Directors of Sungard Data Systems Inc. sat around a conference table on Mar. 22 at a midtown Manhattan law firm and listened to some bad news. A consortium of seven private-equity firms had been pursuing a buyout of SunGard, which processes transactions for Wall Street firms, for four months. Now five of them were balking at the price. The lead firm, Silver Lake Partners, had agreed to the amount but needed more time to convince co-investors. But James L. Mann, SunGard's 70-year-old chairman and a former bomber pilot, is not one to haggle. Mann and the board delivered an ultimatum: accept the price within 48 hours, or the deal is off.
The same day, Silver Lake co-founder and managing director Glenn H. Hutchins began working the phone. Compared with the other consortium members, which included Kohlberg Kravis Roberts & Co. and the Blackstone Group, the $5.8 billion Silver Lake was small fry. Still, Hutchins could draw on 20 years of relationships in private equity. By the deadline, only two original consortium members, Thomas H. Lee Co. and the Carlyle Group, had dropped out and Silver Lake had helped persuade Goldman Sachs Group Inc. (GS) and Providence Equity Partners Inc. to replace them. "It's a tribute to the credibility that Glenn has in the sector that people wanted to be partners with him," says Jane Wheeler, senior managing director at New York investment bank Evercore Partners Inc.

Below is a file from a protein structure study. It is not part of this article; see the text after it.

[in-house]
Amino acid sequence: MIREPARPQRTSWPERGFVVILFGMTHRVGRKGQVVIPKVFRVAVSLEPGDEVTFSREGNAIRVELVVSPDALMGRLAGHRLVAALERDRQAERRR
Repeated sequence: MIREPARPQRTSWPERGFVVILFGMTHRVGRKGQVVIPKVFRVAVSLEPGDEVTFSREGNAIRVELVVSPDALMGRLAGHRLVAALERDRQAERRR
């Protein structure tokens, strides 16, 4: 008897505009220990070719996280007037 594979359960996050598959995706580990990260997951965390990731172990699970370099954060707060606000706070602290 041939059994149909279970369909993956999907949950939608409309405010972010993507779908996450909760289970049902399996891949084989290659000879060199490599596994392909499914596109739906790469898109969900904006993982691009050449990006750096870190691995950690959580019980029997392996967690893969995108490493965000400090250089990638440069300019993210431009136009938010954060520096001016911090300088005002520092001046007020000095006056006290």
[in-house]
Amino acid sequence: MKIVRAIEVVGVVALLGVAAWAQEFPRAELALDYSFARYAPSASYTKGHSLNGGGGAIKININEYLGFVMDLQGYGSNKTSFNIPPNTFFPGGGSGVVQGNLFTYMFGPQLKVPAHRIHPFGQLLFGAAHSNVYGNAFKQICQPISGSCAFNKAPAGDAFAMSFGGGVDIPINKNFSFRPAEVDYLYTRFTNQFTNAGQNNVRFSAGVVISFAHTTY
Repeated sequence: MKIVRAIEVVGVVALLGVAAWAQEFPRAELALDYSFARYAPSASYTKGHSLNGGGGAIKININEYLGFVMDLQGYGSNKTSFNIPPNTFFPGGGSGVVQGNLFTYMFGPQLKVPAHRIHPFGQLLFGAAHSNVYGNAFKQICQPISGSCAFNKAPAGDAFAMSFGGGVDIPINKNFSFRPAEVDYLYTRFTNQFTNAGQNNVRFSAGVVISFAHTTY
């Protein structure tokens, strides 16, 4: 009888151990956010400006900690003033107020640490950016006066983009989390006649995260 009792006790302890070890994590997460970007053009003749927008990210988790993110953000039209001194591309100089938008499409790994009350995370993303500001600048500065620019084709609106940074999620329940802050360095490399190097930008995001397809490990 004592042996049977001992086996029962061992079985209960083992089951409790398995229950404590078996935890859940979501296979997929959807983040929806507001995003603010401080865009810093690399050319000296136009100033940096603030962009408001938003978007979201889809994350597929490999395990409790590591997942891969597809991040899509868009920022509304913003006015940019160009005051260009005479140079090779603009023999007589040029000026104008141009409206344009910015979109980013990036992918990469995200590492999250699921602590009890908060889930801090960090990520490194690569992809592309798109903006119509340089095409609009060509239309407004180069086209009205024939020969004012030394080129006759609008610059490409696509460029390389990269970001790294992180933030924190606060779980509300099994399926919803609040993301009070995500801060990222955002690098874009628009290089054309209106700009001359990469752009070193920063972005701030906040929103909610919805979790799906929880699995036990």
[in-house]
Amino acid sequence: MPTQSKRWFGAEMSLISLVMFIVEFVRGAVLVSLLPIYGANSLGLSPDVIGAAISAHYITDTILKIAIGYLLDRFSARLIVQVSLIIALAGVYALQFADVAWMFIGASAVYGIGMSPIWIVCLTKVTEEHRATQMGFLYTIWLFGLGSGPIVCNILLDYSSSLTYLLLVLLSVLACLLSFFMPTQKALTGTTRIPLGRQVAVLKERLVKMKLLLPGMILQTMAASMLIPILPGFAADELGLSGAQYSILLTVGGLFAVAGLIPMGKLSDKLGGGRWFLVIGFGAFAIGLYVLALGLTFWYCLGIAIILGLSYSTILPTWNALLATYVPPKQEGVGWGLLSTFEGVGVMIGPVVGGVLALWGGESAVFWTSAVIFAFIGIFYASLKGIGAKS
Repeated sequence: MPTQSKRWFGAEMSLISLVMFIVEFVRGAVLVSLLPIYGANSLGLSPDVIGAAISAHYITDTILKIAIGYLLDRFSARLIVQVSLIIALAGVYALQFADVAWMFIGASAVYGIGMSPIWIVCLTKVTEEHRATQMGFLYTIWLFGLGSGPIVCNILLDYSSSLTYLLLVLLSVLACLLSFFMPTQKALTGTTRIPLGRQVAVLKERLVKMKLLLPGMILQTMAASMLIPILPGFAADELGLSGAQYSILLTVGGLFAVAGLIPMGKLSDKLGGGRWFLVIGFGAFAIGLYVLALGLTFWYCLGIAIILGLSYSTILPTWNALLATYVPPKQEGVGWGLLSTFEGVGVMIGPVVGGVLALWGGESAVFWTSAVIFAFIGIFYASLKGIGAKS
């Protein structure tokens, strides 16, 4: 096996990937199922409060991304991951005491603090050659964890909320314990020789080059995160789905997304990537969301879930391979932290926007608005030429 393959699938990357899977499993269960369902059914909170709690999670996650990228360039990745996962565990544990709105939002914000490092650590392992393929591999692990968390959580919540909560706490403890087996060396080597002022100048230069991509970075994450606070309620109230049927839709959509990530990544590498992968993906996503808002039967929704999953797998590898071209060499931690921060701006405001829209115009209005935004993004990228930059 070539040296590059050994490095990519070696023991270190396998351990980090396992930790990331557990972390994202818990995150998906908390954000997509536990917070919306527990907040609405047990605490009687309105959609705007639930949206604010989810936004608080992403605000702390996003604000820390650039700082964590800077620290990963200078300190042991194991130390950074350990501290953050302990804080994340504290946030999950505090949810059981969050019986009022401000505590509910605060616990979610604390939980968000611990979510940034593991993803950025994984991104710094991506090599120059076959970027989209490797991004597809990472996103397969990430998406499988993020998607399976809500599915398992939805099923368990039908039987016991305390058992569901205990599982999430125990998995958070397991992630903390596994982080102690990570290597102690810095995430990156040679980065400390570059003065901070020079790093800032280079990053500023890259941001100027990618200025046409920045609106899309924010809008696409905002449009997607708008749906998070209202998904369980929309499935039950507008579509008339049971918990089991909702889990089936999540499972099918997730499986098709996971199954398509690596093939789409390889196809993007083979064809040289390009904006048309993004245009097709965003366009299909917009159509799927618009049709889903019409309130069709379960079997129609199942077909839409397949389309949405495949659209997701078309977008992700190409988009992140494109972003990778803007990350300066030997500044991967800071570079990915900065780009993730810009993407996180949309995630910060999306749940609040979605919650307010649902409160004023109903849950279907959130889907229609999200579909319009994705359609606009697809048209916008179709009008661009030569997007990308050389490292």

FINANCE POINT MAN
Today, the tall 49-year-old Virginian, who habitually punctuates his sentences with a folksy "you know what I mean," is reshaping the securities industry. Hutchins not only led the SunGard deal but also is deeply involved in the merger of discount brokerages Ameritrade Holding Corp. (AMTD) and TD Waterhouse, the merger of the NASDAQ Stock Market Inc. and electronic securities exchange Instinet Group Inc., and the spin-off of Instinet's institutional brokerage Instinet LLC.
The deals will bring Hutchins much more than money. When they close by the first quarter of 2006, he will occupy the cat-bird seat in financial technology. He and his Silver Lake colleagues will likely serve on the boards of SunGard, NASDAQ, a retitled TD Ameritrade, and Instinet LLC. Consider the links: Ameritrade and Instinet LLC execute orders through the Instinet exchange, soon to be owned by NASDAQ; NASDAQ's Brut ECN electronic exchange processes transactions through SunGard; NASDAQ Chief Executive Robert Greifeld formerly ran Brut; and Instinet CEO Edward J. Nicoll -- who managed online brokerage Datek Online Holdings Corp. when Silver Lake owned a stake -- will be CEO of Instinet LLC. The result: Silver Lake will be better positioned than most in the business to spot trends and new deals.
Already this dense network is drawing scrutiny. Some Instinet Group shareholders have questioned whether the $207 million that Silver Lake and Nicoll are paying for Instinet LLC is too little. "There was concern that Silver Lake had come in the back door," says analyst Harrell Smith with financial consultants Celent Communications LLC. Silver Lake declined to comment.